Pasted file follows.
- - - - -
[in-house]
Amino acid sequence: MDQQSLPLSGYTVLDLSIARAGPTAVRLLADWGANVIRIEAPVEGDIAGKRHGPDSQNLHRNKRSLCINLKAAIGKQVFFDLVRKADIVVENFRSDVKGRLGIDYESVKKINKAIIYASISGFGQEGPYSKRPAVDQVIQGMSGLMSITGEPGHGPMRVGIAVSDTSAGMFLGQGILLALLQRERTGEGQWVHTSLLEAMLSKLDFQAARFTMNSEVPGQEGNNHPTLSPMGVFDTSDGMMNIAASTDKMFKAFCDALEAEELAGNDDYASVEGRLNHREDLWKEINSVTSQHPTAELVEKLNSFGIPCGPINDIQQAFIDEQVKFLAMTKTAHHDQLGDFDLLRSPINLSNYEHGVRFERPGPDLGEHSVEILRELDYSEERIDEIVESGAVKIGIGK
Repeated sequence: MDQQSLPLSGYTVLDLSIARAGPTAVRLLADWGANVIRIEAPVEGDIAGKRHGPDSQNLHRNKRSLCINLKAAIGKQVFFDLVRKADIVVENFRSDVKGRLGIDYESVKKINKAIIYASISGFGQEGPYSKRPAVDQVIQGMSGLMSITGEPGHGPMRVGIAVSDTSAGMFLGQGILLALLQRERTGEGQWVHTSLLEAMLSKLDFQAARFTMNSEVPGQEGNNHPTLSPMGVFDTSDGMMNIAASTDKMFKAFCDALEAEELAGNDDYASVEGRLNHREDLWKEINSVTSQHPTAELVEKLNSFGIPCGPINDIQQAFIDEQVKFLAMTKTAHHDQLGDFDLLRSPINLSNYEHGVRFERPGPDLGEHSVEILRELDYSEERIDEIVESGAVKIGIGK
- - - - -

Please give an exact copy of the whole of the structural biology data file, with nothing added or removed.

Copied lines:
[in-house]
Amino acid sequence: MDQQSLPLSGYTVLDLSIARAGPTAVRLLADWGANVIRIEAPVEGDIAGKRHGPDSQNLHRNKRSLCINLKAAIGKQVFFDLVRKADIVVENFRSDVKGRLGIDYESVKKINKAIIYASISGFGQEGPYSKRPAVDQVIQGMSGLMSITGEPGHGPMRVGIAVSDTSAGMFLGQGILLALLQRERTGEGQWVHTSLLEAMLSKLDFQAARFTMNSEVPGQEGNNHPTLSPMGVFDTSDGMMNIAASTDKMFKAFCDALEAEELAGNDDYASVEGRLNHREDLWKEINSVTSQHPTAELVEKLNSFGIPCGPINDIQQAFIDEQVKFLAMTKTAHHDQLGDFDLLRSPINLSNYEHGVRFERPGPDLGEHSVEILRELDYSEERIDEIVESGAVKIGIGK
Repeated sequence: MDQQSLPLSGYTVLDLSIARAGPTAVRLLADWGANVIRIEAPVEGDIAGKRHGPDSQNLHRNKRSLCINLKAAIGKQVFFDLVRKADIVVENFRSDVKGRLGIDYESVKKINKAIIYASISGFGQEGPYSKRPAVDQVIQGMSGLMSITGEPGHGPMRVGIAVSDTSAGMFLGQGILLALLQRERTGEGQWVHTSLLEAMLSKLDFQAARFTMNSEVPGQEGNNHPTLSPMGVFDTSDGMMNIAASTDKMFKAFCDALEAEELAGNDDYASVEGRLNHREDLWKEINSVTSQHPTAELVEKLNSFGIPCGPINDIQQAFIDEQVKFLAMTKTAHHDQLGDFDLLRSPINLSNYEHGVRFERPGPDLGEHSVEILRELDYSEERIDEIVESGAVKIGIGK